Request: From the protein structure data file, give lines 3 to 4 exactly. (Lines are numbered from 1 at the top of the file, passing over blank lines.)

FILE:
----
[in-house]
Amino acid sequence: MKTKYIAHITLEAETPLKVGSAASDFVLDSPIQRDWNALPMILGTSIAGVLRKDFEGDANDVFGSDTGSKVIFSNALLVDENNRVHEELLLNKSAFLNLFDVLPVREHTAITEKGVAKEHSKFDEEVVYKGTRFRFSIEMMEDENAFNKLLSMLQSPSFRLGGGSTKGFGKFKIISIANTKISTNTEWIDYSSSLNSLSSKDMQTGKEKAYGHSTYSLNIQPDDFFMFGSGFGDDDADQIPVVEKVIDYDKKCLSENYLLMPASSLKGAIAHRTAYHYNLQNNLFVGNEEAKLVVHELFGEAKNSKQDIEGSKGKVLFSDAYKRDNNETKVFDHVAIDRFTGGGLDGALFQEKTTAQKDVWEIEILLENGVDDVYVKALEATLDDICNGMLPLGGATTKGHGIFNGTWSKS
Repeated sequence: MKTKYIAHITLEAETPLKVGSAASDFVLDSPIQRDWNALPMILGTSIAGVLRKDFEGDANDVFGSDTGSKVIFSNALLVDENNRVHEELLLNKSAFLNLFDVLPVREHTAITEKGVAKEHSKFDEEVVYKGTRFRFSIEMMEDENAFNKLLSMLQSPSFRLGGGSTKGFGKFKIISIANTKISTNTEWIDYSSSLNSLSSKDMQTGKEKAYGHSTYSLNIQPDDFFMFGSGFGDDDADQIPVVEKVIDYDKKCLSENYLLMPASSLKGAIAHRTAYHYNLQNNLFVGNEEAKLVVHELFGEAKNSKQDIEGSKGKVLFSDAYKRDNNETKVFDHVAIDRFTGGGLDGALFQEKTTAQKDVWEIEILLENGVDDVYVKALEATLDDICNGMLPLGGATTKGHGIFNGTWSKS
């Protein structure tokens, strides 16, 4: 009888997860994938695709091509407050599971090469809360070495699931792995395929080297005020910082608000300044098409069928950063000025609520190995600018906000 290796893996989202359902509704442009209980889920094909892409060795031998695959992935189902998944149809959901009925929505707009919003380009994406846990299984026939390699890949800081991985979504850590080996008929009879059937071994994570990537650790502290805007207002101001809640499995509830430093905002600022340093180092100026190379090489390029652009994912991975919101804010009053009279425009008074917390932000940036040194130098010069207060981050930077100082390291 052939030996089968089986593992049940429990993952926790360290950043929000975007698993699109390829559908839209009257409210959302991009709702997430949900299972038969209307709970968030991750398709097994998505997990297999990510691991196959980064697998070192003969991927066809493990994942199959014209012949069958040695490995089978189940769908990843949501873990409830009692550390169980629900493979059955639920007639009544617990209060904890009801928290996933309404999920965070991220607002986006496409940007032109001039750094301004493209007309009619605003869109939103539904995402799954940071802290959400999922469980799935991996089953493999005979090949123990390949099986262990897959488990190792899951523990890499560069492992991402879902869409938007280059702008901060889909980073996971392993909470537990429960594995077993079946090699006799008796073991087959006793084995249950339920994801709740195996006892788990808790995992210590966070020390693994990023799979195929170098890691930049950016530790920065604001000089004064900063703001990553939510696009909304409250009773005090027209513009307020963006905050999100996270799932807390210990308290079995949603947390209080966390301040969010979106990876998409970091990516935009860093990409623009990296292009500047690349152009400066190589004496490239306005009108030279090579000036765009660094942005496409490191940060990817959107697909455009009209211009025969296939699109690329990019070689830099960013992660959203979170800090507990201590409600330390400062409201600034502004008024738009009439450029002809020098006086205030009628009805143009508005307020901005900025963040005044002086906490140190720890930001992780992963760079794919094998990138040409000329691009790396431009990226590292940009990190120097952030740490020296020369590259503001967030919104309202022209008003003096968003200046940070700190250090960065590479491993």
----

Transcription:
Repeated sequence: MKTKYIAHITLEAETPLKVGSAASDFVLDSPIQRDWNALPMILGTSIAGVLRKDFEGDANDVFGSDTGSKVIFSNALLVDENNRVHEELLLNKSAFLNLFDVLPVREHTAITEKGVAKEHSKFDEEVVYKGTRFRFSIEMMEDENAFNKLLSMLQSPSFRLGGGSTKGFGKFKIISIANTKISTNTEWIDYSSSLNSLSSKDMQTGKEKAYGHSTYSLNIQPDDFFMFGSGFGDDDADQIPVVEKVIDYDKKCLSENYLLMPASSLKGAIAHRTAYHYNLQNNLFVGNEEAKLVVHELFGEAKNSKQDIEGSKGKVLFSDAYKRDNNETKVFDHVAIDRFTGGGLDGALFQEKTTAQKDVWEIEILLENGVDDVYVKALEATLDDICNGMLPLGGATTKGHGIFNGTWSKS
């Protein structure tokens, strides 16, 4: 009888997860994938695709091509407050599971090469809360070495699931792995395929080297005020910082608000300044098409069928950063000025609520190995600018906000 290796893996989202359902509704442009209980889920094909892409060795031998695959992935189902998944149809959901009925929505707009919003380009994406846990299984026939390699890949800081991985979504850590080996008929009879059937071994994570990537650790502290805007207002101001809640499995509830430093905002600022340093180092100026190379090489390029652009994912991975919101804010009053009279425009008074917390932000940036040194130098010069207060981050930077100082390291 052939030996089968089986593992049940429990993952926790360290950043929000975007698993699109390829559908839209009257409210959302991009709702997430949900299972038969209307709970968030991750398709097994998505997990297999990510691991196959980064697998070192003969991927066809493990994942199959014209012949069958040695490995089978189940769908990843949501873990409830009692550390169980629900493979059955639920007639009544617990209060904890009801928290996933309404999920965070991220607002986006496409940007032109001039750094301004493209007309009619605003869109939103539904995402799954940071802290959400999922469980799935991996089953493999005979090949123990390949099986262990897959488990190792899951523990890499560069492992991402879902869409938007280059702008901060889909980073996971392993909470537990429960594995077993079946090699006799008796073991087959006793084995249950339920994801709740195996006892788990808790995992210590966070020390693994990023799979195929170098890691930049950016530790920065604001000089004064900063703001990553939510696009909304409250009773005090027209513009307020963006905050999100996270799932807390210990308290079995949603947390209080966390301040969010979106990876998409970091990516935009860093990409623009990296292009500047690349152009400066190589004496490239306005009108030279090579000036765009660094942005496409490191940060990817959107697909455009009209211009025969296939699109690329990019070689830099960013992660959203979170800090507990201590409600330390400062409201600034502004008024738009009439450029002809020098006086205030009628009805143009508005307020901005900025963040005044002086906490140190720890930001992780992963760079794919094998990138040409000329691009790396431009990226590292940009990190120097952030740490020296020369590259503001967030919104309202022209008003003096968003200046940070700190250090960065590479491993």